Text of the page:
The Asset Purchase Agreement, Acquired Assets; Assumed Liabilities
In my last post, we continued a section by section analysis of an asset purchase agreement (APA) with a discussion of the importance of the ‘Definitions’ section. Today, I will briefly cover the ‘Purchase and Sale of Acquired Assets; Assumption of Assumed Liabilities’ in an APA.
While the first few posts of our APA series (‘Recitals’ and ‘Definitions’) probably seemed somewhat mundane on the surface, this next section covers tremendously important ground, particularly when considering what makes an Asset Purchase Agreement different from a Stock Purchase Agreement. In an APA, a buyer/seller schedules out the specific assets that are being acquired as well as any liabilities that are being assumed as part of the deal. While catch all language is often used as well, the section is very important as a means for a buyer/seller to shift risk (the assumption of liabilities post deal) and capture value (the acquisition of assets in the deal). See below for an example of a common catch-all that is often used as an attempt to cover the spectrum of operating assets:
Except as set forth below or in Section 1.2(b), the term “Acquired Assets” shall mean all legal and beneficial right, title and interest of each Seller and, if applicable, its affiliates on the Closing Date in, to and under all of Sellers’ or such affiliates’ assets, privileges, claims, rights, properties and Contracts of whatever kind or nature, real and personal, tangible and intangible, absolute or contingent, owned, held or leased by Sellers or such affiliates primarily related to or primarily used in the operation of the Business.
While the foregoing language might seem to capture the universe of assets, it is still important to list specific assets acquired (liabilities assumed) in ‘Purchase and Sale of Acquired Assets; Assumption of Assumed Liabilities.’ This is the case for a variety of reasons, with some of the most important being captured below:
- Ambiguity can lead to lawsuits and asset stripping at or after deal closing. This is because it is difficult to measure, using legal language, a buyer’s view of the assets “primarily related to or primarily used in the operation of the Business” against a seller’s view of those assets. For example, a seller might own intellectual property, Internet domain names, or other assets that are not currently used in or even related to business operations at the time an APA is signed. This might be particularly true in the case of products that have yet to realize any revenue or domain names that are “parked” and have no original content or current business purpose. A seller might make an argument that these assets are not part of the catch-all definition while a buyer would likely view these assets as being important to future business strategy, operations, and revenue. For this reason, it is best for buyers and sellers to reduce the ambiguity associated with the transfer of business assets by being specific.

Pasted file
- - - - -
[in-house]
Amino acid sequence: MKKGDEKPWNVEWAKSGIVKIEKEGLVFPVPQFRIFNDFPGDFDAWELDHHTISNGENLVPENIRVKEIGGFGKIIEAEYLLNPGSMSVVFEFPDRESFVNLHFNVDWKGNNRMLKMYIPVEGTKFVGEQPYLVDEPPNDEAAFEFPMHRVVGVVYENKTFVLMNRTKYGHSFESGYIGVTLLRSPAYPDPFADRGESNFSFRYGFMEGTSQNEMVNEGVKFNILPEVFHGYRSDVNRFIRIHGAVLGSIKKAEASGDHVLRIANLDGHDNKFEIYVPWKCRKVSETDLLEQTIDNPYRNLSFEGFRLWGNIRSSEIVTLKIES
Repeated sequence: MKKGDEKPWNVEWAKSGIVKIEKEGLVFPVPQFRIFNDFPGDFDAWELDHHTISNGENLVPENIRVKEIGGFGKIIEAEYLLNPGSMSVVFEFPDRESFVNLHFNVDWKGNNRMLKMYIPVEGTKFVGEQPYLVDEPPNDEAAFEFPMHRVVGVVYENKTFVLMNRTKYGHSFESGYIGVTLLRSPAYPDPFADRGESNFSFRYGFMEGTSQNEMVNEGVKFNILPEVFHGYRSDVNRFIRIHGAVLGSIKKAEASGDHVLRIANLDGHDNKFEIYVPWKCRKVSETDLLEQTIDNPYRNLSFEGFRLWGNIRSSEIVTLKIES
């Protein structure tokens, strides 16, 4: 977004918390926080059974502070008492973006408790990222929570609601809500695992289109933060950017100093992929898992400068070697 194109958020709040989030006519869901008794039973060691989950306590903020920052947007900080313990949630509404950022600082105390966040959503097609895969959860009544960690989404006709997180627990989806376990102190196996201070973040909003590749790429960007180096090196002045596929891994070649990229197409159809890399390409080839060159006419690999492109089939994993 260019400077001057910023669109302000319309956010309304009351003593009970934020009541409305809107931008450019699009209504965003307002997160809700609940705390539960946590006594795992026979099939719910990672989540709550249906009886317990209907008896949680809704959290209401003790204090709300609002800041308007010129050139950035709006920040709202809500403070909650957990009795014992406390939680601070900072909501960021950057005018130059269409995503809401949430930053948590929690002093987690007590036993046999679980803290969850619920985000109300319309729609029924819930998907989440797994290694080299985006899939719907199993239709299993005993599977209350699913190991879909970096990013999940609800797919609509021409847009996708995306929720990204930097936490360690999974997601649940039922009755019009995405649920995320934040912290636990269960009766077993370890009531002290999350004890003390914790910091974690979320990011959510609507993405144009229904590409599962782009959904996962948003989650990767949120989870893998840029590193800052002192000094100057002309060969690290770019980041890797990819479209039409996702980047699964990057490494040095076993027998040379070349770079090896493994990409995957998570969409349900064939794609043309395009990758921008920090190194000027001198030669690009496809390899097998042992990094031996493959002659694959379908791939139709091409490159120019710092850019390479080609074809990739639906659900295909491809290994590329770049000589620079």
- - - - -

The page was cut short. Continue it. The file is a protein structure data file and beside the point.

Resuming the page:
- The practice of listing acquired assets and assumed liabilities in the APA – beyond a “business operations” catch all – commonly illuminates important diligence issues for a buyer and aids sellers in weighing the liabilities retained post transaction against the financial benefits of the sale.
- It is important that a seller and buyer understand that business assets also usually include “information assets” like financial statements and corporate records. In cases where aggressive tax accounting has taken place pre-transaction, such transfer of financial records would likely be very troubling to a seller. This is just one example of why each side should make it a practice to capture exactly what is being acquired (assumed) with catch-all language used merely to cover items that might have been missed or neglected in documentation vs. the catch-all serving as the primary asset/liability transfer mechanism.
- A listing of specific assets acquired and liabilities assumed is helpful in filing documentation with taxing jurisdictions and in determining the tax basis of the deal, including whether assets are subject to capital gains or ordinary income tax.
Given the aforementioned list and a host of other issues, each prospective seller/buyer should carefully consider all assets (liabilities) transferred as specified in the ‘Purchase and Sale of Acquired Assets; Assumption of Assumed Liabilities’ section of the APA. If appropriately considered, such analysis will make for more effective due diligence and successful integration, while at the same time lowering litigation risk and building consensus around what is truly contemplated as being part of the proposed transaction.